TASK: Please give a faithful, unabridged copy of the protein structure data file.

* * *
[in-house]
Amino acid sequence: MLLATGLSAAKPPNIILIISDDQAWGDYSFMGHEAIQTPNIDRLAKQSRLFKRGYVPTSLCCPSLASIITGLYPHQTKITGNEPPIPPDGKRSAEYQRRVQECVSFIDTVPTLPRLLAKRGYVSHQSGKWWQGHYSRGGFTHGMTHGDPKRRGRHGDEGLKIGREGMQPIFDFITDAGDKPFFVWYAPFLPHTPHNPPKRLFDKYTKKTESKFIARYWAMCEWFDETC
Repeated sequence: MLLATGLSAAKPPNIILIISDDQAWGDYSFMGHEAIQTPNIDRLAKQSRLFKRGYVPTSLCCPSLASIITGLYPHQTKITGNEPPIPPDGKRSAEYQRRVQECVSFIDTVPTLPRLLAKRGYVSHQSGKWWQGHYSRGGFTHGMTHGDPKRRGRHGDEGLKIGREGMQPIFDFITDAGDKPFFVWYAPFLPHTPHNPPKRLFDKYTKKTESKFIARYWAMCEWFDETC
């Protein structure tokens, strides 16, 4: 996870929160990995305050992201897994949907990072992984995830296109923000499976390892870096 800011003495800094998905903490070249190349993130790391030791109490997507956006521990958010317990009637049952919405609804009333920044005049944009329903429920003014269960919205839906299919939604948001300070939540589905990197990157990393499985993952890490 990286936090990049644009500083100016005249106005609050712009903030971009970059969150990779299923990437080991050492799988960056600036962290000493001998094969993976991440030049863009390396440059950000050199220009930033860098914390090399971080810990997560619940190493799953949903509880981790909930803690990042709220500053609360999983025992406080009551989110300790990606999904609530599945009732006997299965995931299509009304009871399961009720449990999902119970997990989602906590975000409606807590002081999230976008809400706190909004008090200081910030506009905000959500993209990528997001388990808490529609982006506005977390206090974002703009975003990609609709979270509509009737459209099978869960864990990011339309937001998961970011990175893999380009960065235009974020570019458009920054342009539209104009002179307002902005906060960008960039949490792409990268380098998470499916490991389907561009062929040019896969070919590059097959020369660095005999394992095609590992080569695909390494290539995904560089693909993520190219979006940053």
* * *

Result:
[in-house]
Amino acid sequence: MLLATGLSAAKPPNIILIISDDQAWGDYSFMGHEAIQTPNIDRLAKQSRLFKRGYVPTSLCCPSLASIITGLYPHQTKITGNEPPIPPDGKRSAEYQRRVQECVSFIDTVPTLPRLLAKRGYVSHQSGKWWQGHYSRGGFTHGMTHGDPKRRGRHGDEGLKIGREGMQPIFDFITDAGDKPFFVWYAPFLPHTPHNPPKRLFDKYTKKTESKFIARYWAMCEWFDETC
Repeated sequence: MLLATGLSAAKPPNIILIISDDQAWGDYSFMGHEAIQTPNIDRLAKQSRLFKRGYVPTSLCCPSLASIITGLYPHQTKITGNEPPIPPDGKRSAEYQRRVQECVSFIDTVPTLPRLLAKRGYVSHQSGKWWQGHYSRGGFTHGMTHGDPKRRGRHGDEGLKIGREGMQPIFDFITDAGDKPFFVWYAPFLPHTPHNPPKRLFDKYTKKTESKFIARYWAMCEWFDETC
């Protein structure tokens, strides 16, 4: 996870929160990995305050992201897994949907990072992984995830296109923000499976390892870096 800011003495800094998905903490070249190349993130790391030791109490997507956006521990958010317990009637049952919405609804009333920044005049944009329903429920003014269960919205839906299919939604948001300070939540589905990197990157990393499985993952890490 990286936090990049644009500083100016005249106005609050712009903030971009970059969150990779299923990437080991050492799988960056600036962290000493001998094969993976991440030049863009390396440059950000050199220009930033860098914390090399971080810990997560619940190493799953949903509880981790909930803690990042709220500053609360999983025992406080009551989110300790990606999904609530599945009732006997299965995931299509009304009871399961009720449990999902119970997990989602906590975000409606807590002081999230976008809400706190909004008090200081910030506009905000959500993209990528997001388990808490529609982006506005977390206090974002703009975003990609609709979270509509009737459209099978869960864990990011339309937001998961970011990175893999380009960065235009974020570019458009920054342009539209104009002179307002902005906060960008960039949490792409990268380098998470499916490991389907561009062929040019896969070919590059097959020369660095005999394992095609590992080569695909390494290539995904560089693909993520190219979006940053």